And of course, we can’t forget about the plants. The Great Plant Boom of 2020 saw thousands of people test their greenthumbs as the world went under quarantine. Faced with being at home for an indefinite amount of time, people sought the comforting aesthetic of our stoic, green friends to keep us company and perhaps help distract us from the world seemingly coming to an end. Indeed, this book was borne out of both Greene’s time as an educator and her work as a plant doctor and stylist., “I noticed that all my clients had one thing in common: they were either leaning on their plants as a space of relief or they were calling me because they were out of options and they couldn’t figure out how to keep their plants alive anymore,” she shares.
For Greene, Malcolm was created to represent that point in people’s lives where you’re out of options, something traumatic has happened, but you still need to persevere and keep going. And that story is personal for Greene. “We’ve all lost someone. And that someone for me is my grandma,” she continues. “After she passed away in 2017, I was frustrated for a very long time because I wanted her to see my success. And I realized I wasn’t actually coping with this loss. I was just throwing myself into work.” The book’s dedication reads, “For Grandma Sandy. I did it!” and you get the sense that those three words mean many things. They of course note the magnificent achievement of publishing a book but they also mean that Greene found a way to live, to thrive, to keep going.
This isn’t a book about death. This is a book about life and how to care for the living after loss. The details of death and Black folks have been played out in grim, excruciating detail for too long. Good Things challenges us to look forward.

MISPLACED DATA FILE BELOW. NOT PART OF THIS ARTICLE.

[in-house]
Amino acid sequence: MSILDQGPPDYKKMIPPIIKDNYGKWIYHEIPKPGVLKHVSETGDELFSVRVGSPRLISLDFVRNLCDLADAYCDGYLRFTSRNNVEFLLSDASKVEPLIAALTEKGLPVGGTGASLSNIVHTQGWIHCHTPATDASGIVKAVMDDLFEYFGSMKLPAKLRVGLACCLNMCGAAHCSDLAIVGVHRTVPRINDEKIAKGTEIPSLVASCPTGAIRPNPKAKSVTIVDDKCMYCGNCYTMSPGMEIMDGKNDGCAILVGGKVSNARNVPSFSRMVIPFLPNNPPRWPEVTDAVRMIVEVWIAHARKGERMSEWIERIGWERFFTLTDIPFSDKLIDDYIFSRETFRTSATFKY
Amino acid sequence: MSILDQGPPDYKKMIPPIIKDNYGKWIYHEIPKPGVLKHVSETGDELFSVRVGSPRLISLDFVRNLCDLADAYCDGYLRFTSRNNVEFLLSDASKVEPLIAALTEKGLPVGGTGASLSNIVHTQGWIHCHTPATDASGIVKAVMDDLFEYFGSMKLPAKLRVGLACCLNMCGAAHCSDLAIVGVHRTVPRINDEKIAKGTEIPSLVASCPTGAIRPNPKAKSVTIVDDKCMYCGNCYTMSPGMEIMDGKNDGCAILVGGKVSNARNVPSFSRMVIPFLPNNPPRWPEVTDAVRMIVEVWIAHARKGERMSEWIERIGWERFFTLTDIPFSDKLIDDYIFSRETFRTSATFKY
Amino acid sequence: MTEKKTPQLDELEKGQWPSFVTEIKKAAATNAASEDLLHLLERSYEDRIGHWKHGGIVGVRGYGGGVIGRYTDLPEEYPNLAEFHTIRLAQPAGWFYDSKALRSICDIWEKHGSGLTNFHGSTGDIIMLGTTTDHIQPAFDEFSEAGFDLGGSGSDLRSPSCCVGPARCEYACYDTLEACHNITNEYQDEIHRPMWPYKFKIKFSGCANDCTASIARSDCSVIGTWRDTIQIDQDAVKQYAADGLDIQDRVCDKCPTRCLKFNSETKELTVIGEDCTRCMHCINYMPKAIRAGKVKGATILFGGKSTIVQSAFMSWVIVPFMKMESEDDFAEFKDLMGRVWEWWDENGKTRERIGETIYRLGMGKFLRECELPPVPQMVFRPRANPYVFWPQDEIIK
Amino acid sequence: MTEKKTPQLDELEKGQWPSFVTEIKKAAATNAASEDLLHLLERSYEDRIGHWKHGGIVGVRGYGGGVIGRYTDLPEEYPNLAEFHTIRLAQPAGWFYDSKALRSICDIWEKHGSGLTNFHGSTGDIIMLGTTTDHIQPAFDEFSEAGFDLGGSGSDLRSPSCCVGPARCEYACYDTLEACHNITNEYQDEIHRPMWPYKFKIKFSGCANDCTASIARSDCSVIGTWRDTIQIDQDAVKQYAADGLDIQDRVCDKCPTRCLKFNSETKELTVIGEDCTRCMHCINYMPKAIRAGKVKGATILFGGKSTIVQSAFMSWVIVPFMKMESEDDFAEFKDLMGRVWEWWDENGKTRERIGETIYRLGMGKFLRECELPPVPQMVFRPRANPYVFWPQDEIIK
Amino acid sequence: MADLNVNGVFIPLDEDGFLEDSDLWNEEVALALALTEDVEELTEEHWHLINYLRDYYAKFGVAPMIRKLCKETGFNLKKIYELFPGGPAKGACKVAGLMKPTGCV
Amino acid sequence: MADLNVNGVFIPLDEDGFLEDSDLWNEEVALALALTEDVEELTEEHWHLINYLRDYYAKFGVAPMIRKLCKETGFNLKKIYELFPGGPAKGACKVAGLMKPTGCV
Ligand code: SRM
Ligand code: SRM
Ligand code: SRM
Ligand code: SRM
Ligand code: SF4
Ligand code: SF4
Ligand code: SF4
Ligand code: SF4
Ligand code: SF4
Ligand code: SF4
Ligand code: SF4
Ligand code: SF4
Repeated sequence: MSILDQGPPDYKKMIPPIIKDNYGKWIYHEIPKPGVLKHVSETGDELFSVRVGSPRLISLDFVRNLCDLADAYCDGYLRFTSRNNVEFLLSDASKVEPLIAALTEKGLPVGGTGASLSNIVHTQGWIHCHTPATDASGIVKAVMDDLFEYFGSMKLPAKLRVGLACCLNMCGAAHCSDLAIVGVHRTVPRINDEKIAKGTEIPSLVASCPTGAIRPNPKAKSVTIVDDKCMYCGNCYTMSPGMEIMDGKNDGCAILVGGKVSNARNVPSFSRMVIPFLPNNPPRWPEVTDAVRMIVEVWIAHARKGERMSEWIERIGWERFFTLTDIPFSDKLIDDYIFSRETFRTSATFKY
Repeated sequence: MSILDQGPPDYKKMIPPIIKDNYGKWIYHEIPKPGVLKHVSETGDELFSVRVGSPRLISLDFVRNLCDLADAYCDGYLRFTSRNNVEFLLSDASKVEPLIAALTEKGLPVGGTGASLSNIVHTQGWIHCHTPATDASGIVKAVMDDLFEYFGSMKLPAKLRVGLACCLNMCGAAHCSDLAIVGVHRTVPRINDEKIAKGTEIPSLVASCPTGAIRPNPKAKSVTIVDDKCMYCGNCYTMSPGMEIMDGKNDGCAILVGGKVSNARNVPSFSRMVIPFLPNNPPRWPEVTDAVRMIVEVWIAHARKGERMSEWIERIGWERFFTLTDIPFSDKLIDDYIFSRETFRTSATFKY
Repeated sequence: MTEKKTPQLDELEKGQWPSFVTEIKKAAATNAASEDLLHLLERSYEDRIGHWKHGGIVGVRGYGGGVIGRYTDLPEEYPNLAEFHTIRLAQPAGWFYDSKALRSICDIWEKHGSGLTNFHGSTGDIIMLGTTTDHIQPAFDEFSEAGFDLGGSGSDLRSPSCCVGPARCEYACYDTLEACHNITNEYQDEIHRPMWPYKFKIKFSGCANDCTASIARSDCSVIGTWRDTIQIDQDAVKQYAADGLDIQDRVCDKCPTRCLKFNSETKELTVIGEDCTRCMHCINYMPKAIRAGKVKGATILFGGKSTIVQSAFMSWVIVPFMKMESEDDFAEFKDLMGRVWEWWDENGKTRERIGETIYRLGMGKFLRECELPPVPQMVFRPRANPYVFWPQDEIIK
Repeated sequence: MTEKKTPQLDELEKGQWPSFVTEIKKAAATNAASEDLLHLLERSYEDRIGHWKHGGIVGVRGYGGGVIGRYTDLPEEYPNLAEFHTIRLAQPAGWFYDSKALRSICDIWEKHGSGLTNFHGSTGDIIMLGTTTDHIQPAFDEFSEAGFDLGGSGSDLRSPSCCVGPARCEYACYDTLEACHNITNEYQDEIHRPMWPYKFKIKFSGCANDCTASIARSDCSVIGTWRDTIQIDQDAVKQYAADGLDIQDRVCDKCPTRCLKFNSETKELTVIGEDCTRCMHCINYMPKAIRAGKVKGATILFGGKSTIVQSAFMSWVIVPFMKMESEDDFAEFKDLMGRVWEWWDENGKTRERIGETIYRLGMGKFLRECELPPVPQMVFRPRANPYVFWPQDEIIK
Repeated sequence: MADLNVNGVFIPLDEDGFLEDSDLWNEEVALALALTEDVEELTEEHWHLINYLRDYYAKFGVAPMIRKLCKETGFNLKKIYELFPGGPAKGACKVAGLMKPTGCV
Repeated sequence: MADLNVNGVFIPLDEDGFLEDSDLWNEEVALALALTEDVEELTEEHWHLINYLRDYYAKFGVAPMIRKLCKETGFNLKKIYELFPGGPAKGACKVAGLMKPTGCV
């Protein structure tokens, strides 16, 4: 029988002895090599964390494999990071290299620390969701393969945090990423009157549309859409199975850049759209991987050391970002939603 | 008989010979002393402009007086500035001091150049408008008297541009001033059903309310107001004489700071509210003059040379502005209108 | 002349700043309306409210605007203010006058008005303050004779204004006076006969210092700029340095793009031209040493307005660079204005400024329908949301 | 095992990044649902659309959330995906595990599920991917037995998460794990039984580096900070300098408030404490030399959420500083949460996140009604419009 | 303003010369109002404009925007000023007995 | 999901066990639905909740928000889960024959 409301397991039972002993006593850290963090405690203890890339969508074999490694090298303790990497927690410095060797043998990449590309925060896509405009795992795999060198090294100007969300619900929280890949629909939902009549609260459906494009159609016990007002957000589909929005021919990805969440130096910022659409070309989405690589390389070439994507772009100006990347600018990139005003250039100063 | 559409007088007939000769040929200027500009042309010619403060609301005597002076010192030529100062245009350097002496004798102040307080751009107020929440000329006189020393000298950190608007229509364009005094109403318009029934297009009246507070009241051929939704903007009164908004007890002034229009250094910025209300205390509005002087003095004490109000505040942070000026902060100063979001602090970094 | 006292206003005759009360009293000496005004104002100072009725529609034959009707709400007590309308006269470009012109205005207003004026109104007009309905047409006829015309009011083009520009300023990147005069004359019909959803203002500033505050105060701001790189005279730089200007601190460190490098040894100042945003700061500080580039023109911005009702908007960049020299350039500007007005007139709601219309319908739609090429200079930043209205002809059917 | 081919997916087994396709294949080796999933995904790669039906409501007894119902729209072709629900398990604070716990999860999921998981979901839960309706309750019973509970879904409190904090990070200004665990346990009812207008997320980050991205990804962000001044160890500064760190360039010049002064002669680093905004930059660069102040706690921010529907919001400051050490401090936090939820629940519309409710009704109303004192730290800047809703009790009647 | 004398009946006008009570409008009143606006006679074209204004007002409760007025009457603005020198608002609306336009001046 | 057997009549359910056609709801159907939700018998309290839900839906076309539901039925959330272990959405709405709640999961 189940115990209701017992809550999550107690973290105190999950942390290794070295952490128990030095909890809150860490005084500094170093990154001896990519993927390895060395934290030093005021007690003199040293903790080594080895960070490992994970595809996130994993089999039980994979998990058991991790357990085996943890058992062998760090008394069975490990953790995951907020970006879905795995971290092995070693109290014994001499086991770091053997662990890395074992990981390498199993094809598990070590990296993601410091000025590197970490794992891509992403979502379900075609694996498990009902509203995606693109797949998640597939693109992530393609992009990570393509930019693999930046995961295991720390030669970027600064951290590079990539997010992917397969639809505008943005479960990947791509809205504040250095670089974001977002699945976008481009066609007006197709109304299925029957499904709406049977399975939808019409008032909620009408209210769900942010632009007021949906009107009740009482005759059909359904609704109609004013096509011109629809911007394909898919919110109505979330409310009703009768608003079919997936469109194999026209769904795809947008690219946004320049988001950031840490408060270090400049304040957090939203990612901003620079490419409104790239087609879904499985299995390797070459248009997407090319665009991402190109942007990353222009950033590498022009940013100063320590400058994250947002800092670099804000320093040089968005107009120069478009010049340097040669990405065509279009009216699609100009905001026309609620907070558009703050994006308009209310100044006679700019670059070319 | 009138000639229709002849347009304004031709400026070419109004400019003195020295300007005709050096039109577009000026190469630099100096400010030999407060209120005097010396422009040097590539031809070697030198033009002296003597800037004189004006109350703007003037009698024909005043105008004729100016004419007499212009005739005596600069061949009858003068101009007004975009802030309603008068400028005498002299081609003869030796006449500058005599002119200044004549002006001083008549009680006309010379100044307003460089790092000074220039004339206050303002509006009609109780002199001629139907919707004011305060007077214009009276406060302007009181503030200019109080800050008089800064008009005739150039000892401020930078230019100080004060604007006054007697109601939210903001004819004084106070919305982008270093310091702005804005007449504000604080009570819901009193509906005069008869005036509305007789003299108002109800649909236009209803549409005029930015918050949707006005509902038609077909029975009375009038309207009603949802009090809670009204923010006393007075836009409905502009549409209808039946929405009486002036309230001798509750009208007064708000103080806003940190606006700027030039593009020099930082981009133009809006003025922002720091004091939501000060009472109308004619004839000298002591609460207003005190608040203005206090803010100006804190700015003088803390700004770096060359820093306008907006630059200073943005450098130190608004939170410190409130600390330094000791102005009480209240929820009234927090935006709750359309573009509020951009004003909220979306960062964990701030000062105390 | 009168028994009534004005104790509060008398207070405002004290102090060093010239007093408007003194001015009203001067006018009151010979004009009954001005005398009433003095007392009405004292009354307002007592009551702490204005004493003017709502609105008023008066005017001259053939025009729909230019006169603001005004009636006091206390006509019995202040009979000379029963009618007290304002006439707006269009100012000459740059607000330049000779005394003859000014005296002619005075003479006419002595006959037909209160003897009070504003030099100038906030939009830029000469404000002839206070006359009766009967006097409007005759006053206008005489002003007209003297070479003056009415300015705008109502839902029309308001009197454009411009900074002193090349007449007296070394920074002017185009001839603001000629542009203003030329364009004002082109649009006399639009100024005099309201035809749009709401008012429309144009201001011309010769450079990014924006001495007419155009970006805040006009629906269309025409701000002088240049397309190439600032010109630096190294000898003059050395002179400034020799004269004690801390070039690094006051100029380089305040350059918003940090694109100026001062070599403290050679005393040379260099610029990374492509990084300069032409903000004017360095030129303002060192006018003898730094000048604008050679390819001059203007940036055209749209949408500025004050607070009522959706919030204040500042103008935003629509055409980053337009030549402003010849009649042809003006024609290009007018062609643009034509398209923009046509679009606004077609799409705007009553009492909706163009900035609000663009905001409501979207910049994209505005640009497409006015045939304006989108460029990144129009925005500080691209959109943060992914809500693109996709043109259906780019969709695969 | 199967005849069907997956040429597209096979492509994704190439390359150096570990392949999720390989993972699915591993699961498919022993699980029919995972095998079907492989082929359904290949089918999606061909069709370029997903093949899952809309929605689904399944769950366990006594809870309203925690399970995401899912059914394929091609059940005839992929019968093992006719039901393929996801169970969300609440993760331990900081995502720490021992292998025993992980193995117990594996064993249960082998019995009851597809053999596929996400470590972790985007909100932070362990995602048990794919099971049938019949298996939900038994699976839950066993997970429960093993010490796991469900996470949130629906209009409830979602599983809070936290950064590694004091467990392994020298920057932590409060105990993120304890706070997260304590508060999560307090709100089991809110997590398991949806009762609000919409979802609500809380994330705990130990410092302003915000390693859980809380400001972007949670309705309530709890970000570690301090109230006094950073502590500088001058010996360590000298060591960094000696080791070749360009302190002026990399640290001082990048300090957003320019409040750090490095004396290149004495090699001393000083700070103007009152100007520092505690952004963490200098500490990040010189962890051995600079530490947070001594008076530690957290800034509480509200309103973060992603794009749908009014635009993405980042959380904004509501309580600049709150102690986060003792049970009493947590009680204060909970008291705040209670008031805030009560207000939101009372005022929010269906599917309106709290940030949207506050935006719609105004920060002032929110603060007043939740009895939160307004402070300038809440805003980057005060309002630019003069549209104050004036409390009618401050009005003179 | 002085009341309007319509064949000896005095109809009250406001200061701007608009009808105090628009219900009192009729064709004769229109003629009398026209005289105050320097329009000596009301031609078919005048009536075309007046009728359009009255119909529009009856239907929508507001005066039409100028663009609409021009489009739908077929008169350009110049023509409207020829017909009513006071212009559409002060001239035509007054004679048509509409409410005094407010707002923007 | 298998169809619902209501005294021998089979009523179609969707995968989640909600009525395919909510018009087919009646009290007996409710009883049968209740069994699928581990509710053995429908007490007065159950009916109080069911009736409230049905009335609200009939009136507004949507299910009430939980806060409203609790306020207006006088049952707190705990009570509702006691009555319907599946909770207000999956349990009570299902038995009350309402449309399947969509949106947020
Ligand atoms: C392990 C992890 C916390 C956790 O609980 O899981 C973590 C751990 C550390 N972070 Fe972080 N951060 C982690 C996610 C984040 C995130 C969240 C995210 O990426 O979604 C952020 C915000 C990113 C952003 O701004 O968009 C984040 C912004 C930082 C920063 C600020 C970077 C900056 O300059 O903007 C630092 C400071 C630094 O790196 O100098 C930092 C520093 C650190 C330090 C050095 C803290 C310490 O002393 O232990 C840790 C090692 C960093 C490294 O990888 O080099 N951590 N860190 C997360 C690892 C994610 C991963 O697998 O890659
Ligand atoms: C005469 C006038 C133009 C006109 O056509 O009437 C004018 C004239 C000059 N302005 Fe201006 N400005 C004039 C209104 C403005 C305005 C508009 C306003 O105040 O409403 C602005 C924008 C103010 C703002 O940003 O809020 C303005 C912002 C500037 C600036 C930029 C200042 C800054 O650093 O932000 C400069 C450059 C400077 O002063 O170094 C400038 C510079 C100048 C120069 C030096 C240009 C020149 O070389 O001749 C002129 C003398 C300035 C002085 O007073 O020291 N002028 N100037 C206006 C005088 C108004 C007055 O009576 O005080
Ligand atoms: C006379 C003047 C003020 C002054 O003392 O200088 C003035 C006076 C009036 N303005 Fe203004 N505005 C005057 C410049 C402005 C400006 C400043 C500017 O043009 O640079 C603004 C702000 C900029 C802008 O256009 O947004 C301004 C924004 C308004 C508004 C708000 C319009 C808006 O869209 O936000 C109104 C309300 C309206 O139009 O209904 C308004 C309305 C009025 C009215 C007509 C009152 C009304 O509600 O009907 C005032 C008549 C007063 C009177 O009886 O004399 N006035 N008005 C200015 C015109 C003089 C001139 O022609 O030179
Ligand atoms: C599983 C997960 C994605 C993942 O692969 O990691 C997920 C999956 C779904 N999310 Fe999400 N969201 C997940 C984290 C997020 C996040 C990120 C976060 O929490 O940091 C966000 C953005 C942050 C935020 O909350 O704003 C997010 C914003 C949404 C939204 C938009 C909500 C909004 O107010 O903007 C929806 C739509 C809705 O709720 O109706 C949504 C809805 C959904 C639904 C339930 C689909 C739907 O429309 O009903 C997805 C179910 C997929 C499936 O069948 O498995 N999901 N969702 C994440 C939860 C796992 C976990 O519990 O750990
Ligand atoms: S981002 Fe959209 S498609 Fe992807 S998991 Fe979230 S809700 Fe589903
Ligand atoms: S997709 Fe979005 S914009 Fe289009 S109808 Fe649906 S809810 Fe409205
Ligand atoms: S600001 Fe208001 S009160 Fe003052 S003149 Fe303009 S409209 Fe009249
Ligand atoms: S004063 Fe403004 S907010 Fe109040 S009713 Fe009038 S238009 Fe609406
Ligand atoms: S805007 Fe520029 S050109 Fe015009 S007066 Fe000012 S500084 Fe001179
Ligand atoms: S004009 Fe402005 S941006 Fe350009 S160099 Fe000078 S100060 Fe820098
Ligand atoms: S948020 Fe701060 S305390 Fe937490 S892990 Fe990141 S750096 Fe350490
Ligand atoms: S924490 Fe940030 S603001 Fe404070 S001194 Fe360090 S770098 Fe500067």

Grief is such a sticky, awkward thing to talk about. It slips through our fingers whenever we try to hold onto it long enough to look at it. It confounds the human instinct we have to dissect it, pry it open, and put it under a microscope to get a glimpse. It’s the thing that will eventually come for all of us. It constantly reminds us that it isn’t meant to be consumed — grief does the consuming. Difficult for adults to navigate and verbalize, it can feel too Herculean a task to even attempt with children. And there’s a reason for this, isn’t there? Children are mirrors; they reflect the hard truths about ourselves that somewhere along the way, we learned to hide. Who taught you to do that? To utter the lie “I’m fine” when in reality your insides had been hollowed? When did you first learn to betray your heart like that?
Since I’ve joined the ranks of parenthood, I know these are the things I want to protect my son from. I don’t want him to feel like he needs to diminish any parts of himself. There are certain childhood canon events that will be pivotal to his journey. Conversations will be had that will shape his worldview. There will be victories that embolden him with lifelong confidence and, of course, there will be tragedies that will knock him off his square. And it’s my job, along with his dad, to act as his guide through all of it. To lift him towards the sun during the triumphs and to pull him in close during the heartbreaks. The second phase of parenting is realizing that you’re on the same journey as your child. You’re growing up right alongside them. And while they have the whole world to learn, you have entire galaxies to unlearn and repair as you learn with them.